The liturgy today is called “Palm Sunday of the Lord’s Passion.” If the entrance with procession or solemn entrance is used, a Gospel passage will be proclaimed marking Jesus’ entry into Jerusalem. The two choices are Mark 11:1-10 and John 12:12-16. Both accounts recall Jesus’ entry into Jerusalem. The crowds acclaim “Hosanna” as Jesus enters the city.
The first reading for the Mass today is from the prophet Isaiah. The reading recalls the prophet’s steadfast “listening” to the Lord – “Morning after morning he [the Lord] opens my ear that I may hear …” The prophet accepts the word of the Lord despite the trials and tribulations. He says: “I gave my back to those who beat me, my checks to those who plucked my beard; my face I did not shield from buffets and spitting.”
The reading concludes with a confession of faith – “The Lord God is my help, therefore I am not disgraced; I have set my face like flint, knowing that I shall not be put to shame.” The reading helps prepare us for the proclamation of the Passion. The faithfulness and conviction of the prophet is amplified in Jesus’ passion.
During his public ministry, Jesus has been preparing his disciples for his passion. We are following Mark’s account this year. In that account, Jesus specifically and clearly tells the disciples three times that he must suffer and die. He clearly understands what is coming. The tremendous weight that he carries on the journey to Jerusalem can not be overlooked, nor the great contrast to the triumphal entry with what is about to unfold.
The psalm helps prepare us as well. The refrain “My God, my God, why have you abandoned me?” is actually the first verse of Psalm 22. The psalmist proclaims his suffering, one that foreshadows Jesus’ own in the Passion. For example, the mocking experienced by the psalmist — “He relied on the Lord; let him deliver him, let him rescue him, if he loves him” — finds similarity with the words of the bystanders at the cross: “Wait, let us see if Elijah comes to take him down.”
Another example is found later in the psalm: “They have pierced my hands and my feet; I can count all my bones.” On the cross, Jesus utters the refrain just before he dies. Taken alone, the verse might seem despairing, but it is not. Rather, Jesus utters only the first line of the psalm; exhausted and at the point of death, he cannot continue. We, however, do complete the psalm, which ends not in a proclamation of despair or even lament, but rather in a declaration of praise and trust in the Lord: “But you, O Lord, be not far from me; O my help, hasten to aid me. I will proclaim your name to my brethren; in the midst of the assembly I will praise you: ‘You who fear the Lord, praise him; all you descendants of Jacob, give glory to him; revere him, all you descendants of Israel!’”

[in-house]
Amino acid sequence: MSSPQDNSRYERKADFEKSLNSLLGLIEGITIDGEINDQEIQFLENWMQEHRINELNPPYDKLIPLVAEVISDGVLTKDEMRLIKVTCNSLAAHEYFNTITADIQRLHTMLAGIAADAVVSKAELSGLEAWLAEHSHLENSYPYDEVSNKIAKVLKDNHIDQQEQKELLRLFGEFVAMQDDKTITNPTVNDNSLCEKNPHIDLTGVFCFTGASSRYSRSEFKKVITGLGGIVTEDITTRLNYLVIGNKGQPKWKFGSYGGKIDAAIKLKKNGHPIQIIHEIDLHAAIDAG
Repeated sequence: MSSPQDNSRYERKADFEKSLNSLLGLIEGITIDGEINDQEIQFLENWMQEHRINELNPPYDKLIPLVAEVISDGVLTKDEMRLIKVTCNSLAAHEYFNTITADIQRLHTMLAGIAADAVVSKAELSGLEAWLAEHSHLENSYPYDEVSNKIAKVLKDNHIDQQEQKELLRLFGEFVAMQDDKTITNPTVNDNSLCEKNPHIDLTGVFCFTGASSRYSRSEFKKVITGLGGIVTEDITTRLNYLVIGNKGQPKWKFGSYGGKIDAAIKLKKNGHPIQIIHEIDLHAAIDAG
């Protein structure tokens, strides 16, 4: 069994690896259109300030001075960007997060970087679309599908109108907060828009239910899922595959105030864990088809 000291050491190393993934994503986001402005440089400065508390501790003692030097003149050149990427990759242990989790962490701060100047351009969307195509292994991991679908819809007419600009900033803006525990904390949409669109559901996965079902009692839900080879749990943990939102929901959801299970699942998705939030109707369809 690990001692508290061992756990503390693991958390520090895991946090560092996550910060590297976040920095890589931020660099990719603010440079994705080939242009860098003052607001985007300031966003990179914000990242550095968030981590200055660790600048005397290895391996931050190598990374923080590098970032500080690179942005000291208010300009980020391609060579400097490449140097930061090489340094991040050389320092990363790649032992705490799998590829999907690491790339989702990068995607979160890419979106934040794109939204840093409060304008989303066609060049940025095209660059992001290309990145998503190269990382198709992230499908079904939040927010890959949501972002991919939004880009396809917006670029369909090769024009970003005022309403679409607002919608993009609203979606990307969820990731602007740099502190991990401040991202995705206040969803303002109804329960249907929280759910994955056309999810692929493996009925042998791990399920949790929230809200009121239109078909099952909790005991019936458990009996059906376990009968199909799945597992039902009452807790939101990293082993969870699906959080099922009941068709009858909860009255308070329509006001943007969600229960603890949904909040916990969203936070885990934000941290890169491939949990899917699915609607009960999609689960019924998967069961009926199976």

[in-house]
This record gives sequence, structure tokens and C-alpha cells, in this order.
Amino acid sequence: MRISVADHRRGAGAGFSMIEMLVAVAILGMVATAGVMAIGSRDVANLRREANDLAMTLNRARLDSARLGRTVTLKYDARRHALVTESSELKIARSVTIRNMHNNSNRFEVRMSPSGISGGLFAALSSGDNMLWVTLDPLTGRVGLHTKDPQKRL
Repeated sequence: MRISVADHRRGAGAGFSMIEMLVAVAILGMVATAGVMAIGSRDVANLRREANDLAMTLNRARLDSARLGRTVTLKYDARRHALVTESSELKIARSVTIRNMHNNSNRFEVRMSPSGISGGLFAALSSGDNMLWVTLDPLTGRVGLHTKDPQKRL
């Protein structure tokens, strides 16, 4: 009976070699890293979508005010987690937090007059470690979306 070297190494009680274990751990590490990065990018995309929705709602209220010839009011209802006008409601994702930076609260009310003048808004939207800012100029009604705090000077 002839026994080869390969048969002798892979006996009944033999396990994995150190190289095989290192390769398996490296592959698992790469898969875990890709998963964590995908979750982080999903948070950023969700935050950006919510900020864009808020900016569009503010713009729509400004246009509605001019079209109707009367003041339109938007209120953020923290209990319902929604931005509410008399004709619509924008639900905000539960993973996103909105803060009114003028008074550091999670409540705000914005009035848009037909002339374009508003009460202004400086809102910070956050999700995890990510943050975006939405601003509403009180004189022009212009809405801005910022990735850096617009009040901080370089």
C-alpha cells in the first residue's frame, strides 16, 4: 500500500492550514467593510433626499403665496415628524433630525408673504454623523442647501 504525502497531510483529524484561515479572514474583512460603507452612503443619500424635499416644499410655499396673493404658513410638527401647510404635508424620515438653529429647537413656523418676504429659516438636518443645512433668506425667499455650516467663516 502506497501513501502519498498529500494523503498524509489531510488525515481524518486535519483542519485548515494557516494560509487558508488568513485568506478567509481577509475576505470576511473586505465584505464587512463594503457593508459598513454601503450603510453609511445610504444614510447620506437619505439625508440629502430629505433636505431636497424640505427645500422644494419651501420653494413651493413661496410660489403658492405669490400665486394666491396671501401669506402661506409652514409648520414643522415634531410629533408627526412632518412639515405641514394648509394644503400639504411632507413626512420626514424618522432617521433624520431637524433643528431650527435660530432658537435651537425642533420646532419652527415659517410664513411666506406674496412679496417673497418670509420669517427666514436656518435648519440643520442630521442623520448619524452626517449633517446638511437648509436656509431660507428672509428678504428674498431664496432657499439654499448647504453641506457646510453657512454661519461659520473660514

The second reading is from St. Paul’s Letter to the Philippians. The passage is frequently called the “Philippians Hymn.” The hymn, which some scholars believe to have predated Paul’s letter, sings the praises of Jesus who empties himself in humble obedience. His faithfulness to the Father is perfect – even to the point of death itself, “death on a cross.” Because of his faithfulness, God raises him up and exalts him, bestowing “on him the name which is above every name, that at the name of Jesus, every knee should bend, of those in heaven and on earth and under the earth, and every tongue confess that Jesus Christ is Lord, to the glory of God the Father.”
The proclamation of the Passion of the Lord is from the Gospel of St. Mark. The account begins two days before Passover with the plotting of the “chief priests and scribes.” We then hear of the woman anointing Jesus with the costly perfumed oil, the institution of the Eucharist, the betrayal by Judas, the agony in the garden, the arrest of Jesus, Peter’s denial, Jesus’ trial, crucifixion, death and burial. As the account proceeds, we listen in humble, solemn thanksgiving for the love poured out by God in Christ Jesus, our Lord.
Msgr. Joseph Prior is pastor of Our Lady of Grace Parish, Penndel, and a former professor of Sacred Scripture and rector of St. Charles Borromeo Seminary.
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